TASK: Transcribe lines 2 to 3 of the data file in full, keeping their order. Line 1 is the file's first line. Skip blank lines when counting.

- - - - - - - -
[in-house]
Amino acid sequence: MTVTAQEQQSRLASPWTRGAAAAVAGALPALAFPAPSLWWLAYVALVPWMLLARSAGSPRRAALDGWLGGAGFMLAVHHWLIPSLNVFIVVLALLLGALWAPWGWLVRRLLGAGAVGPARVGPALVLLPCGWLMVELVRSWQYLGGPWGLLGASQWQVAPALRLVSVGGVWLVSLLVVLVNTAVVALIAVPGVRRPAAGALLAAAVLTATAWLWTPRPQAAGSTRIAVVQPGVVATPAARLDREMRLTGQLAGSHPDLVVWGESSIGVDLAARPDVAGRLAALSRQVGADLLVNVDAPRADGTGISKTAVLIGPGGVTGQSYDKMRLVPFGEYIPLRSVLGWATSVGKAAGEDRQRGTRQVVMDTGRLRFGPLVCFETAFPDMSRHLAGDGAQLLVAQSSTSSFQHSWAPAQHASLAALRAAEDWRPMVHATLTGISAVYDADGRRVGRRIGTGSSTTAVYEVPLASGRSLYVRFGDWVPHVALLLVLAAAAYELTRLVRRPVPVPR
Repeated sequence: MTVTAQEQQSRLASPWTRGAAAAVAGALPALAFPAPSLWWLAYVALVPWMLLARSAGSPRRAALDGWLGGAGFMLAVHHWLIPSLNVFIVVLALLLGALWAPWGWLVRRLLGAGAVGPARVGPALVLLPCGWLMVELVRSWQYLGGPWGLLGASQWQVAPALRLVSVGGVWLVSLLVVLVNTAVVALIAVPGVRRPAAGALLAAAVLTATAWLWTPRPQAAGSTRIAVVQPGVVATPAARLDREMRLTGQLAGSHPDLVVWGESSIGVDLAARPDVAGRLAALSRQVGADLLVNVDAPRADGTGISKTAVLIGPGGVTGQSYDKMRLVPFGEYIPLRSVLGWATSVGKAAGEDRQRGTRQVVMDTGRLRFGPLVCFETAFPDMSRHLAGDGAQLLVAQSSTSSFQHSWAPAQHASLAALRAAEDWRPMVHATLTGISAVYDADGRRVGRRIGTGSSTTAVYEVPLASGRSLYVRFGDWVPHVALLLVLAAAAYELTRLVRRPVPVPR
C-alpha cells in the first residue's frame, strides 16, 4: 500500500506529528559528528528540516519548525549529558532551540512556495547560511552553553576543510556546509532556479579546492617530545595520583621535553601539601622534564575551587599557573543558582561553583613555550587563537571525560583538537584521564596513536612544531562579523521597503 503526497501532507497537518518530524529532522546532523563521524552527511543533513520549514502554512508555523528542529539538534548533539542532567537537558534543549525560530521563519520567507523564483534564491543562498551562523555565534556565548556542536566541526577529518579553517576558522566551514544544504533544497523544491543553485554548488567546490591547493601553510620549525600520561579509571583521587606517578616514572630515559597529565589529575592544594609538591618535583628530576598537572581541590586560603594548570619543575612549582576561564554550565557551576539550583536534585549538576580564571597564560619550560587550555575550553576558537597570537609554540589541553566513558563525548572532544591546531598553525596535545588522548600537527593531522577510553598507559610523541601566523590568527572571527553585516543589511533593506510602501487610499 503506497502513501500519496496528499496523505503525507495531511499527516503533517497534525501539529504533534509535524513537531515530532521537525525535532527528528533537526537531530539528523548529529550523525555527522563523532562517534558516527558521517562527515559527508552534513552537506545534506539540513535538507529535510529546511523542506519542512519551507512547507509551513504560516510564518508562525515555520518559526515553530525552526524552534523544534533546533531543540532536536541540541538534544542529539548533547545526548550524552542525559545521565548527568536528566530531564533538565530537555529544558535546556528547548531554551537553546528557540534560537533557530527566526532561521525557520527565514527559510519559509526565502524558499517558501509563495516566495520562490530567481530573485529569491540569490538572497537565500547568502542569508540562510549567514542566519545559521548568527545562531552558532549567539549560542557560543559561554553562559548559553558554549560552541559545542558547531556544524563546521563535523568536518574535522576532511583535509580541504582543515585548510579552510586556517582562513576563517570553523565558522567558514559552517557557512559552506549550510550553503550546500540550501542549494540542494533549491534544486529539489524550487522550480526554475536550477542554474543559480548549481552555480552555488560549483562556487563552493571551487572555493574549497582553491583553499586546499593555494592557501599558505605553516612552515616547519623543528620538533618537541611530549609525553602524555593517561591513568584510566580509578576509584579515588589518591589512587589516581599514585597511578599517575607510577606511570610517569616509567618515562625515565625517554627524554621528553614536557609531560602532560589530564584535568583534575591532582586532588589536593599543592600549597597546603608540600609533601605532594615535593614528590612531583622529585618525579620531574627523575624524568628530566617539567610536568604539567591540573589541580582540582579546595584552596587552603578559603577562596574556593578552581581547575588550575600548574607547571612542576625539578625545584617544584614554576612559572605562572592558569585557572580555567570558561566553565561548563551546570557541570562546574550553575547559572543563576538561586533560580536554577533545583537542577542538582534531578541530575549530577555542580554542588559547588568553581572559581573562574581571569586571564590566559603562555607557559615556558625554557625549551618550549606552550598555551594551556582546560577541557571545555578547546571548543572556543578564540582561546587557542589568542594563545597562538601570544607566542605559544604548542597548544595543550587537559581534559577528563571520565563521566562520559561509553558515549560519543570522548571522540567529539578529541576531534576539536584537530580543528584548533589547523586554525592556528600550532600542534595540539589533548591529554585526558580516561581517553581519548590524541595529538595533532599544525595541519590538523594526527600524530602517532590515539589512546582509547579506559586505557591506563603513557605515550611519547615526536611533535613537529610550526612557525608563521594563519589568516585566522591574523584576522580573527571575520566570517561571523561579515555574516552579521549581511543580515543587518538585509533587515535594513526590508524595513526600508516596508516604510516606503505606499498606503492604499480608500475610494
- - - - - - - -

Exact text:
Amino acid sequence: MTVTAQEQQSRLASPWTRGAAAAVAGALPALAFPAPSLWWLAYVALVPWMLLARSAGSPRRAALDGWLGGAGFMLAVHHWLIPSLNVFIVVLALLLGALWAPWGWLVRRLLGAGAVGPARVGPALVLLPCGWLMVELVRSWQYLGGPWGLLGASQWQVAPALRLVSVGGVWLVSLLVVLVNTAVVALIAVPGVRRPAAGALLAAAVLTATAWLWTPRPQAAGSTRIAVVQPGVVATPAARLDREMRLTGQLAGSHPDLVVWGESSIGVDLAARPDVAGRLAALSRQVGADLLVNVDAPRADGTGISKTAVLIGPGGVTGQSYDKMRLVPFGEYIPLRSVLGWATSVGKAAGEDRQRGTRQVVMDTGRLRFGPLVCFETAFPDMSRHLAGDGAQLLVAQSSTSSFQHSWAPAQHASLAALRAAEDWRPMVHATLTGISAVYDADGRRVGRRIGTGSSTTAVYEVPLASGRSLYVRFGDWVPHVALLLVLAAAAYELTRLVRRPVPVPR
Repeated sequence: MTVTAQEQQSRLASPWTRGAAAAVAGALPALAFPAPSLWWLAYVALVPWMLLARSAGSPRRAALDGWLGGAGFMLAVHHWLIPSLNVFIVVLALLLGALWAPWGWLVRRLLGAGAVGPARVGPALVLLPCGWLMVELVRSWQYLGGPWGLLGASQWQVAPALRLVSVGGVWLVSLLVVLVNTAVVALIAVPGVRRPAAGALLAAAVLTATAWLWTPRPQAAGSTRIAVVQPGVVATPAARLDREMRLTGQLAGSHPDLVVWGESSIGVDLAARPDVAGRLAALSRQVGADLLVNVDAPRADGTGISKTAVLIGPGGVTGQSYDKMRLVPFGEYIPLRSVLGWATSVGKAAGEDRQRGTRQVVMDTGRLRFGPLVCFETAFPDMSRHLAGDGAQLLVAQSSTSSFQHSWAPAQHASLAALRAAEDWRPMVHATLTGISAVYDADGRRVGRRIGTGSSTTAVYEVPLASGRSLYVRFGDWVPHVALLLVLAAAAYELTRLVRRPVPVPR